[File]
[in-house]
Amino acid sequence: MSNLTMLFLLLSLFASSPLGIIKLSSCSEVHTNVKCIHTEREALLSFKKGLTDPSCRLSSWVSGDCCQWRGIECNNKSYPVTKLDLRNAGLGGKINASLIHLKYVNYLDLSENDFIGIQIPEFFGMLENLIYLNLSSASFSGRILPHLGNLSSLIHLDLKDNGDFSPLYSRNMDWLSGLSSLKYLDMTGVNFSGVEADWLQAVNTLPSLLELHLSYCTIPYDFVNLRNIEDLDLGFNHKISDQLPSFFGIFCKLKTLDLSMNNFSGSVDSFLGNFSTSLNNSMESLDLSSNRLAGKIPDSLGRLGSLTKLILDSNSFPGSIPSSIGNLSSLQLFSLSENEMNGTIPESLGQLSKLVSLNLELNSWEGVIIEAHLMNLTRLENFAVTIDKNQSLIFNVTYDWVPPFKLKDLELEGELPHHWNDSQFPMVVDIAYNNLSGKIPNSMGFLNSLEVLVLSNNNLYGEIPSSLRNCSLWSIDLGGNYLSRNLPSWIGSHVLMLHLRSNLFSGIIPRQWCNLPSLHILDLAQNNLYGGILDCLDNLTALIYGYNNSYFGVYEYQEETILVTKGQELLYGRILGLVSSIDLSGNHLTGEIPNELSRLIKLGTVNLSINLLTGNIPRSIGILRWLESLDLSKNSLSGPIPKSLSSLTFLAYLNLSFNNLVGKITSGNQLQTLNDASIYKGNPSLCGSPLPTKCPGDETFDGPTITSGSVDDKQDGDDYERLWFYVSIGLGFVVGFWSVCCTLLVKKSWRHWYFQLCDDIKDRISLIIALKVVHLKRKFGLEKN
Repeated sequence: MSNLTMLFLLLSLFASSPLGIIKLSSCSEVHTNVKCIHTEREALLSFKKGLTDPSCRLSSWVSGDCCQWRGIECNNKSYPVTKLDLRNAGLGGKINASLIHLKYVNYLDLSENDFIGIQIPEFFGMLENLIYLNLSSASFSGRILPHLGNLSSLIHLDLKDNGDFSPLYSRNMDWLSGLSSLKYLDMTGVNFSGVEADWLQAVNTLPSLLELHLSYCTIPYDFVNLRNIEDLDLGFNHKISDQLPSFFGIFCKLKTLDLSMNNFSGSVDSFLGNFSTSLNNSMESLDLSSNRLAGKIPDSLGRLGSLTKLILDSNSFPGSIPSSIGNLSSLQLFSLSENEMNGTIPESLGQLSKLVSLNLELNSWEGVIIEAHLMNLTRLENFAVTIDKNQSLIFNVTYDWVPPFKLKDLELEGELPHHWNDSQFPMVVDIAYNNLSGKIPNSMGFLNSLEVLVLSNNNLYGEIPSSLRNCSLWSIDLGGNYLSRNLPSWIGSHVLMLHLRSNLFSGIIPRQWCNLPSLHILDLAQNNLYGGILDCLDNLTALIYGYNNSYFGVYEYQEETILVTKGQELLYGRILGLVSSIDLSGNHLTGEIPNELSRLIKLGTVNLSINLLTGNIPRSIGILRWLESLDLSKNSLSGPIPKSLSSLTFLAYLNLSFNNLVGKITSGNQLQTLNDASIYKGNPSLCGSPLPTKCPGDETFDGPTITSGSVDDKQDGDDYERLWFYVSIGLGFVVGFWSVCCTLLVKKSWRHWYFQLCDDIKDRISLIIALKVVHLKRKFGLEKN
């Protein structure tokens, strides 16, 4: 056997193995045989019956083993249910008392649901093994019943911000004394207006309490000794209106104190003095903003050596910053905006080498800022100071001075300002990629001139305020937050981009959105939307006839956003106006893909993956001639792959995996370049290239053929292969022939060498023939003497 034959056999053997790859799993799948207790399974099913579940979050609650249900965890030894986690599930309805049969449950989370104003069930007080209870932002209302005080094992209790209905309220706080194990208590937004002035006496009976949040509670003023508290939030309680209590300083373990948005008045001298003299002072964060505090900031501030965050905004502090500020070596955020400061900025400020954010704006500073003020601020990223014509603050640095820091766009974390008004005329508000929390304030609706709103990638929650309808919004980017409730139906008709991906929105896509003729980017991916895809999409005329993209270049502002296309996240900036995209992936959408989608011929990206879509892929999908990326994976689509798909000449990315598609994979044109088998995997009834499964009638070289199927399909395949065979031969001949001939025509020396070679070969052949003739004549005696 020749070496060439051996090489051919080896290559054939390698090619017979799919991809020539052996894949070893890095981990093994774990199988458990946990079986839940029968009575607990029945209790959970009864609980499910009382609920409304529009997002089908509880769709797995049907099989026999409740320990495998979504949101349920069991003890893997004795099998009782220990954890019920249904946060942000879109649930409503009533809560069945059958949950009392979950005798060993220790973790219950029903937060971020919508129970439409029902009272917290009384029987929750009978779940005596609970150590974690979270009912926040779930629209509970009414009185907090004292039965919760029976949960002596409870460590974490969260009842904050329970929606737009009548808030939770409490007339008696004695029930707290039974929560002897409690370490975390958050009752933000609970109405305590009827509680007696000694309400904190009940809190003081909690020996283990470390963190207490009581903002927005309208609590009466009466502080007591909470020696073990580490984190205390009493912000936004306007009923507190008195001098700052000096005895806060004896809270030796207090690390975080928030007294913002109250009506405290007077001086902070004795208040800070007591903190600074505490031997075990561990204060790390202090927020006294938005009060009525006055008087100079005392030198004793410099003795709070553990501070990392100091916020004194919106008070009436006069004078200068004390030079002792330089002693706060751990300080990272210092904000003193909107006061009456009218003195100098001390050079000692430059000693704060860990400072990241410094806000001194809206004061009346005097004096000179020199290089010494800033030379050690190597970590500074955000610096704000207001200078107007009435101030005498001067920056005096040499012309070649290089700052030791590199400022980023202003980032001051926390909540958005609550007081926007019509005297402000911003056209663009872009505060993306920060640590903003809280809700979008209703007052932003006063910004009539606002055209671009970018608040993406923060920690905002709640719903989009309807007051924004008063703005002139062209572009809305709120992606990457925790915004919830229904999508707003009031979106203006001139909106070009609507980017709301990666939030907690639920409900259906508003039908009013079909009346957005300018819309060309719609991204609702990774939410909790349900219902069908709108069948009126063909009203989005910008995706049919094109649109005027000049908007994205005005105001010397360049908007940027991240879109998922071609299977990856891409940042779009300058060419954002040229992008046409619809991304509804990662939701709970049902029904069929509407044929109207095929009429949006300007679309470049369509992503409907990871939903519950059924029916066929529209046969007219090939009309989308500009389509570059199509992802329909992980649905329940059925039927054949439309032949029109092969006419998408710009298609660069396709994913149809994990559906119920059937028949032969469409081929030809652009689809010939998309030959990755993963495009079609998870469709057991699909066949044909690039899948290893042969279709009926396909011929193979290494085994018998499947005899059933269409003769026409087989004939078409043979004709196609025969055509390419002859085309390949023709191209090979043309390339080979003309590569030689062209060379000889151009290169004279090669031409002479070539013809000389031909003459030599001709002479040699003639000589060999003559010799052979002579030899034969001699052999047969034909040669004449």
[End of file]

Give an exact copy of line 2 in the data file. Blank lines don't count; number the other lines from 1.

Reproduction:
Amino acid sequence: MSNLTMLFLLLSLFASSPLGIIKLSSCSEVHTNVKCIHTEREALLSFKKGLTDPSCRLSSWVSGDCCQWRGIECNNKSYPVTKLDLRNAGLGGKINASLIHLKYVNYLDLSENDFIGIQIPEFFGMLENLIYLNLSSASFSGRILPHLGNLSSLIHLDLKDNGDFSPLYSRNMDWLSGLSSLKYLDMTGVNFSGVEADWLQAVNTLPSLLELHLSYCTIPYDFVNLRNIEDLDLGFNHKISDQLPSFFGIFCKLKTLDLSMNNFSGSVDSFLGNFSTSLNNSMESLDLSSNRLAGKIPDSLGRLGSLTKLILDSNSFPGSIPSSIGNLSSLQLFSLSENEMNGTIPESLGQLSKLVSLNLELNSWEGVIIEAHLMNLTRLENFAVTIDKNQSLIFNVTYDWVPPFKLKDLELEGELPHHWNDSQFPMVVDIAYNNLSGKIPNSMGFLNSLEVLVLSNNNLYGEIPSSLRNCSLWSIDLGGNYLSRNLPSWIGSHVLMLHLRSNLFSGIIPRQWCNLPSLHILDLAQNNLYGGILDCLDNLTALIYGYNNSYFGVYEYQEETILVTKGQELLYGRILGLVSSIDLSGNHLTGEIPNELSRLIKLGTVNLSINLLTGNIPRSIGILRWLESLDLSKNSLSGPIPKSLSSLTFLAYLNLSFNNLVGKITSGNQLQTLNDASIYKGNPSLCGSPLPTKCPGDETFDGPTITSGSVDDKQDGDDYERLWFYVSIGLGFVVGFWSVCCTLLVKKSWRHWYFQLCDDIKDRISLIIALKVVHLKRKFGLEKN